Word Routes

Exploring the pathways of our lexicon

Don't Eighty-Six That Etymology!

For the latest installment of Slate's podcast Lexicon Valley, I look at how the seemingly random number eighty-six became a verb meaning to get rid of something, thanks to a long-forgotten code of hash houses and soda-fountain lunch counters.

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Ben Zimmer is language columnist for The Wall Street Journal and former language columnist for The Boston Globe and The New York Times Magazine. He has worked as editor for American dictionaries at Oxford University Press and as a consultant to the Oxford English Dictionary. In addition to his regular "Word Routes" column here, he contributes to the group weblog Language Log. He is also the chair of the New Words Committee of the American Dialect Society. Click here to read more articles by Ben Zimmer.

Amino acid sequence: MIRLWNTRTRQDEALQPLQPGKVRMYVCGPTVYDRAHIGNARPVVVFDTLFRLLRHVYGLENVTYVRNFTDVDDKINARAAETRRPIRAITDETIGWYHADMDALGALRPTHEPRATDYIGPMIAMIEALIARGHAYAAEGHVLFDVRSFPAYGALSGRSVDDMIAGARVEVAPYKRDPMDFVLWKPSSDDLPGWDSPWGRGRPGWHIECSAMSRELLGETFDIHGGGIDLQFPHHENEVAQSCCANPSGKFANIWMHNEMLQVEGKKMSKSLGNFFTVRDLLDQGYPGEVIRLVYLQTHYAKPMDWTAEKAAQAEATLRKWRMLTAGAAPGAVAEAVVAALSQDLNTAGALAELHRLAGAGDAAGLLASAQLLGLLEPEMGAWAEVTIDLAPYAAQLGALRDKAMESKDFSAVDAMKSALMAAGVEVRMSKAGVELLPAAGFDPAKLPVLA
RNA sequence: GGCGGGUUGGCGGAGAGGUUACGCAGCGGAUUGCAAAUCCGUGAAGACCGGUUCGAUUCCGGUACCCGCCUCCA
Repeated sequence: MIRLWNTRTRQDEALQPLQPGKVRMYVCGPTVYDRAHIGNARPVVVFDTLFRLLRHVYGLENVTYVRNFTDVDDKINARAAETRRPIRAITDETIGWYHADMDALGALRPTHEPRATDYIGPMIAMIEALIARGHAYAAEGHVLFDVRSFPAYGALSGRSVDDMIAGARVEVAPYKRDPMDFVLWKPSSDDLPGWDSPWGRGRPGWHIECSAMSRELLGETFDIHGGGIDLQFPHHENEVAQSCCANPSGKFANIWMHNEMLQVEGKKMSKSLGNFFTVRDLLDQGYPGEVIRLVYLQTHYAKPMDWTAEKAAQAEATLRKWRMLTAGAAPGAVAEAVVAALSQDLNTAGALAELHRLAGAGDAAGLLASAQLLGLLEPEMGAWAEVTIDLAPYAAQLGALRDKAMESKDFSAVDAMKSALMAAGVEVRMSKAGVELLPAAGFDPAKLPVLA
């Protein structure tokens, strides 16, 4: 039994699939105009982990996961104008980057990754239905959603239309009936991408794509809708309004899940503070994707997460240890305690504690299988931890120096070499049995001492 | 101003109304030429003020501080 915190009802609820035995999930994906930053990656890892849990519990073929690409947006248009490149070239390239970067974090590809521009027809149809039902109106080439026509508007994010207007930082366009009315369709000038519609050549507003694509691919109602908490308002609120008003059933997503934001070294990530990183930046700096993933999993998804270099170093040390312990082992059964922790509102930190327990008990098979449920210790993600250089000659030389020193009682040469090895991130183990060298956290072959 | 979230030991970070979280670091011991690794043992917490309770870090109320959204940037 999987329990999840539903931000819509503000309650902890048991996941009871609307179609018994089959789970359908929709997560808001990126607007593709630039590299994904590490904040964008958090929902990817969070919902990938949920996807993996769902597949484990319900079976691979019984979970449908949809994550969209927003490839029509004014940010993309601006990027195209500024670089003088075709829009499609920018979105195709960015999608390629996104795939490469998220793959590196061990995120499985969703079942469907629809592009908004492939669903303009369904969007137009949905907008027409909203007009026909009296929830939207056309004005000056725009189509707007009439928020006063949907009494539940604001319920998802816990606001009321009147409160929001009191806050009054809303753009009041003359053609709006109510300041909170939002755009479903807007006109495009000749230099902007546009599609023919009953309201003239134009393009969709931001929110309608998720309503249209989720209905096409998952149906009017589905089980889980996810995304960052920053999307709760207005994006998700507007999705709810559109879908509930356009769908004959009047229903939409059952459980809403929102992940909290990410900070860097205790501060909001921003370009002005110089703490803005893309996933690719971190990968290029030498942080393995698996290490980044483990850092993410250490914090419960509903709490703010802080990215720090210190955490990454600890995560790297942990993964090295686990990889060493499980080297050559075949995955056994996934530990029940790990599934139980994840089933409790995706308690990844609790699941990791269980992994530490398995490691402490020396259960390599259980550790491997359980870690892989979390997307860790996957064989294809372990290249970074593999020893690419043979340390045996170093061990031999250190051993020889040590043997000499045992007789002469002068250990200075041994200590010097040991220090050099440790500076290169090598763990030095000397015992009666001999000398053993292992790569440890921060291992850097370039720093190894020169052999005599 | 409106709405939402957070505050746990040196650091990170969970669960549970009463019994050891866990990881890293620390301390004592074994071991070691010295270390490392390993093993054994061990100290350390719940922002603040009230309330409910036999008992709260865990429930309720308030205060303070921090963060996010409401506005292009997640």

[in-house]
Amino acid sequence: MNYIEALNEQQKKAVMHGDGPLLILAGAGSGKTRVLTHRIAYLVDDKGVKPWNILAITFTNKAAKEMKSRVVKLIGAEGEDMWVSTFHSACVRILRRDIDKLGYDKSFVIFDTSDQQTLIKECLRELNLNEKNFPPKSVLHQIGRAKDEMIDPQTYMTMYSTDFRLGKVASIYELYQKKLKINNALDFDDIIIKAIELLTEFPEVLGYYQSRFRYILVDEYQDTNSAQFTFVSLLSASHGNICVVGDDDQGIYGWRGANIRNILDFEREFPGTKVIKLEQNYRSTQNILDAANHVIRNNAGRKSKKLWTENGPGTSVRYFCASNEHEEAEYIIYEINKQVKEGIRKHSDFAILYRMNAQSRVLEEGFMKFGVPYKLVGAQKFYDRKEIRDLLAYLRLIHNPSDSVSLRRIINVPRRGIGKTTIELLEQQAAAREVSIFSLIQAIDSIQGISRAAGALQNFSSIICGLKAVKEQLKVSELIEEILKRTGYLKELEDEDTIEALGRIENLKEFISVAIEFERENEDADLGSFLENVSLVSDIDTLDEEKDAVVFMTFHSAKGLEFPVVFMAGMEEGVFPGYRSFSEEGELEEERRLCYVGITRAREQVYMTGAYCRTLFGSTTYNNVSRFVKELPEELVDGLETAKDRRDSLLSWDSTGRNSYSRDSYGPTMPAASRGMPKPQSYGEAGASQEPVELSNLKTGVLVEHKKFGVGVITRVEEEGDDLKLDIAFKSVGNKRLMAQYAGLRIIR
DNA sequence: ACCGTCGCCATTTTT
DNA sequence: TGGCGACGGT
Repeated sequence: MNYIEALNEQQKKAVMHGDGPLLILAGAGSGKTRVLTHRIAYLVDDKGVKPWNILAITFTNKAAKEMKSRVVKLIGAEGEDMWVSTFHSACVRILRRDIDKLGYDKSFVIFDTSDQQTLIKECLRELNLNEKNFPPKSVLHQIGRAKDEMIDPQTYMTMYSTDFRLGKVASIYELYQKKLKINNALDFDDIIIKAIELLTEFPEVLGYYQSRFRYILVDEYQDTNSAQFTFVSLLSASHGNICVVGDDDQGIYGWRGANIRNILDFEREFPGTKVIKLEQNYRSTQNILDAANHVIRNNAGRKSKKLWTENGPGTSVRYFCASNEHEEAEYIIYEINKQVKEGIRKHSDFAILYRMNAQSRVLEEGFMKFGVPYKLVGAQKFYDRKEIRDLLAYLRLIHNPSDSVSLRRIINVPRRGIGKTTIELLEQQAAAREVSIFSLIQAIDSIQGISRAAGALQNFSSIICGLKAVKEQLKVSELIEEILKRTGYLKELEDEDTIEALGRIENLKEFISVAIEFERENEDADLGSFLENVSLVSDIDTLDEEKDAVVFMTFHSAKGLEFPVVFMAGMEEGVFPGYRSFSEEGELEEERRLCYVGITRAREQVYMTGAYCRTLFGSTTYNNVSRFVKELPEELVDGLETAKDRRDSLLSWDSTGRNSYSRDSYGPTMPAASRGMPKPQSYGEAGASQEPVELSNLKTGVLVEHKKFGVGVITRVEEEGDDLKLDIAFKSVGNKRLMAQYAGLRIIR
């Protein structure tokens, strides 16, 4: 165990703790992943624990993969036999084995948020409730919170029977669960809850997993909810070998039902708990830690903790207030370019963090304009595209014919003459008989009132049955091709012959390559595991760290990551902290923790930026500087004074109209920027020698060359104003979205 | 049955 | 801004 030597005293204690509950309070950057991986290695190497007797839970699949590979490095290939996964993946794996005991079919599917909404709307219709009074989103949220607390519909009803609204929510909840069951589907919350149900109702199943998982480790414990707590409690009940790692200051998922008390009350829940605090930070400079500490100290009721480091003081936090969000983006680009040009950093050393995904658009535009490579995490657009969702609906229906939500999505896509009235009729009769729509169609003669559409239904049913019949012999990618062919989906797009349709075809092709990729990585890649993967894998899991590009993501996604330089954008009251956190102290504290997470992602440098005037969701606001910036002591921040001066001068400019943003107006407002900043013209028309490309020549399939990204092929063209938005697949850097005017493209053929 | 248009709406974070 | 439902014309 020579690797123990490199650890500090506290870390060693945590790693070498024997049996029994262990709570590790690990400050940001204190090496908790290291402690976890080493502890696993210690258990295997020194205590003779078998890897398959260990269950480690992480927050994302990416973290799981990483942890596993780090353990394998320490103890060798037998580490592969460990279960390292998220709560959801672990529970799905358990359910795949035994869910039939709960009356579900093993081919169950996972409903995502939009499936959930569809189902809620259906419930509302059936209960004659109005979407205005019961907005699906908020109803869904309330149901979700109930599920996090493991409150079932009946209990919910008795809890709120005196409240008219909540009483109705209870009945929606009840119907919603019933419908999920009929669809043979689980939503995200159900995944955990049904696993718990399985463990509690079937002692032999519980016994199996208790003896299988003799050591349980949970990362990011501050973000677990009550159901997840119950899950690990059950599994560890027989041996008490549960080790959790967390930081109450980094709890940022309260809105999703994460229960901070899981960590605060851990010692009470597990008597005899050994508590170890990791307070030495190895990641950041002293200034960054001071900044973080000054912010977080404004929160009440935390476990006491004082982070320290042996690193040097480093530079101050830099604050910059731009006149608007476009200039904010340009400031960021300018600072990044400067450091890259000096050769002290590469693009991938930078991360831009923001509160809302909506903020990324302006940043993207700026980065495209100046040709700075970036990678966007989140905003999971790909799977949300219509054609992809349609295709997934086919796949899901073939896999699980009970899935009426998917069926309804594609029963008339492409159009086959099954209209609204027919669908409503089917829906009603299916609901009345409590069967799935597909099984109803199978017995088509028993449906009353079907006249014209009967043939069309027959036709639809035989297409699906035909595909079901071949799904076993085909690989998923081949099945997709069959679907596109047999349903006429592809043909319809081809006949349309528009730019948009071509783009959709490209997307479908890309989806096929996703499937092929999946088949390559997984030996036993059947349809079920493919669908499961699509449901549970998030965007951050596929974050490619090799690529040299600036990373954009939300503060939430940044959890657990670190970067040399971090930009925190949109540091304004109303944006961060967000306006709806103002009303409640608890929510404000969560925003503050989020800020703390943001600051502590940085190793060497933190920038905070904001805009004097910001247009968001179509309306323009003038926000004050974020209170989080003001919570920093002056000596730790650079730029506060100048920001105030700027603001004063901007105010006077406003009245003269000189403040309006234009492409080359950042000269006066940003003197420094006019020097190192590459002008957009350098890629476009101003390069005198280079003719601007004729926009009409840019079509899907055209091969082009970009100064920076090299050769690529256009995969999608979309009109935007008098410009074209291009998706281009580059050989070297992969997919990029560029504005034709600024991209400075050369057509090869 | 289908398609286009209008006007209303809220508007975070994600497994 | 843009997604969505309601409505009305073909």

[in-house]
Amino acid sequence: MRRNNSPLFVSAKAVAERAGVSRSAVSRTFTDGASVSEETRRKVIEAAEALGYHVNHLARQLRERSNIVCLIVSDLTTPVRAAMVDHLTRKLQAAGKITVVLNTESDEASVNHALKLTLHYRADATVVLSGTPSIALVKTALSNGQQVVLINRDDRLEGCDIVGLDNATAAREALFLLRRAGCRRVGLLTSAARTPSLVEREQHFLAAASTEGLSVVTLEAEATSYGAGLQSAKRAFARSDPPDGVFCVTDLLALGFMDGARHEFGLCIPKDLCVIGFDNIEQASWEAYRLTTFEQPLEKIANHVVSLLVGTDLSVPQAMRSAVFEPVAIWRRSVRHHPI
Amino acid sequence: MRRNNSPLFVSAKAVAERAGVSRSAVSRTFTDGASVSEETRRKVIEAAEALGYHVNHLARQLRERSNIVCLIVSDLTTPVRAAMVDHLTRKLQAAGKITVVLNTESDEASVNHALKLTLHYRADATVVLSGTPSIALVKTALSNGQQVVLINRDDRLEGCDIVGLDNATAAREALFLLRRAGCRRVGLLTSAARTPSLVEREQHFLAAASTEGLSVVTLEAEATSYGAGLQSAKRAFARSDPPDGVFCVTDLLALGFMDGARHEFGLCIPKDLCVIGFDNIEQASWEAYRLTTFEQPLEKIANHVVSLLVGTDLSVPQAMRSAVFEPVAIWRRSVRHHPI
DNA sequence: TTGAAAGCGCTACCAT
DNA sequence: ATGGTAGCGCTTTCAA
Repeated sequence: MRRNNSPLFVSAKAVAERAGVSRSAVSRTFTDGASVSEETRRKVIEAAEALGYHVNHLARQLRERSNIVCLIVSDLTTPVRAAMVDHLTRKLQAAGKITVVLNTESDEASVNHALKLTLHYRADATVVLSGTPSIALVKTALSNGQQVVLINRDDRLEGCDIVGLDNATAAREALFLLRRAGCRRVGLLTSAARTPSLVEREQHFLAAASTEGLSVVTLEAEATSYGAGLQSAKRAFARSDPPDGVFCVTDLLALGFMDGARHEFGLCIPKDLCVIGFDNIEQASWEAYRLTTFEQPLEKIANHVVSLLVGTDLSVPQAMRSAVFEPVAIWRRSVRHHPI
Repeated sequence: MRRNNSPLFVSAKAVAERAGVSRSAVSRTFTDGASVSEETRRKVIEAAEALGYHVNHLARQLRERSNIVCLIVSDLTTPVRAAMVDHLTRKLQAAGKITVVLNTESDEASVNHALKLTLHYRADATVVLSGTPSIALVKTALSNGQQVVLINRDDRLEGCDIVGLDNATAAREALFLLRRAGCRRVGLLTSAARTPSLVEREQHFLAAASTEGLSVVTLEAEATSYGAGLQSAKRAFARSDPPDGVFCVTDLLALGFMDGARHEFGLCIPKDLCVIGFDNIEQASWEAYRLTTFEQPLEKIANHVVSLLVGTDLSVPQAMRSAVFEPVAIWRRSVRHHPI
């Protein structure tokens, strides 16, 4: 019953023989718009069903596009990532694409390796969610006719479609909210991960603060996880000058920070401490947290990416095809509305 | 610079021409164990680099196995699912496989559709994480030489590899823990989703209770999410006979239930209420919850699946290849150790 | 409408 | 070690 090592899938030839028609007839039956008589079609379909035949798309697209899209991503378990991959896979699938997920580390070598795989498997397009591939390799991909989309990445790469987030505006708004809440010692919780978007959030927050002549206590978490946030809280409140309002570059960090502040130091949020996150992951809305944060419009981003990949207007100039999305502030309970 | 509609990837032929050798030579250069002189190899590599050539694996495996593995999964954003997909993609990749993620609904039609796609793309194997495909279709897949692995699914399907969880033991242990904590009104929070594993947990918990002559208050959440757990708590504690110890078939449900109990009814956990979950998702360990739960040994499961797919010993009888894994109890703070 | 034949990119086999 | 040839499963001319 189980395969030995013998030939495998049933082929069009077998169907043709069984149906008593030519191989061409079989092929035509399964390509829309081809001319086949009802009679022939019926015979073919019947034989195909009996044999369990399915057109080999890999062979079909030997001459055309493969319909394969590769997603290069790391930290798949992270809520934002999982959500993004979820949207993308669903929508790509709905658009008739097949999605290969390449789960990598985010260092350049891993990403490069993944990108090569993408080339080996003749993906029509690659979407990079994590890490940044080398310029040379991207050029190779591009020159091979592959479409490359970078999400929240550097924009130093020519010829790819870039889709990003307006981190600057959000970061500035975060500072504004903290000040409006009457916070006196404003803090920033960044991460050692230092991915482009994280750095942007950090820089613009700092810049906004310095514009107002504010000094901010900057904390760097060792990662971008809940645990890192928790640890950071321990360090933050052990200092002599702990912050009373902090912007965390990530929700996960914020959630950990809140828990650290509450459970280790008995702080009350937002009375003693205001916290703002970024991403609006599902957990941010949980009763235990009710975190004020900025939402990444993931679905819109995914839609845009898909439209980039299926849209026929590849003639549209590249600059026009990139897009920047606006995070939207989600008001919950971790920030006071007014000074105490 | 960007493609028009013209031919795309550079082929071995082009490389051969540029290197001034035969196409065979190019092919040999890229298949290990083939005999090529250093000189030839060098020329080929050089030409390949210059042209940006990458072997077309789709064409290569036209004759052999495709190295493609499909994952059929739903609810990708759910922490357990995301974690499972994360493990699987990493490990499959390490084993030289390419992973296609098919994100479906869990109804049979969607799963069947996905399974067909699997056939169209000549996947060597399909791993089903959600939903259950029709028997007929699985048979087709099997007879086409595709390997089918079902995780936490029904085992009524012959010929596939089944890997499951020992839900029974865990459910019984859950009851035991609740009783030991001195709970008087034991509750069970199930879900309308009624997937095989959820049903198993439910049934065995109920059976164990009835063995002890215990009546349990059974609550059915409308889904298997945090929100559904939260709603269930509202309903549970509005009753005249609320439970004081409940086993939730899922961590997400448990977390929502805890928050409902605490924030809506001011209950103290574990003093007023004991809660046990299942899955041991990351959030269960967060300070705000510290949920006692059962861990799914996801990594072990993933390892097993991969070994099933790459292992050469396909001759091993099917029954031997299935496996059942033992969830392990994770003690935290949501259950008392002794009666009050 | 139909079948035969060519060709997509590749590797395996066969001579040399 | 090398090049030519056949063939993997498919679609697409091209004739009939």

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Comments from our users:

Tuesday December 15th 2015, 8:26 PM
Comment by: Ron H.
where's the article?
Wednesday December 23rd 2015, 12:36 PM
Comment by: Martin E. (Hudson, TX)
Try the "Soundcloud" podcast. It is a, gasp, an audio article. Teachers are no longer teaching cursive writing in schools and not the printed word is in danger. How will anyone sign documents or other important papers in their location or station in life. Maybe we will attach a USBxxx unit onto the paper with a crayon scribble and a verbal order.

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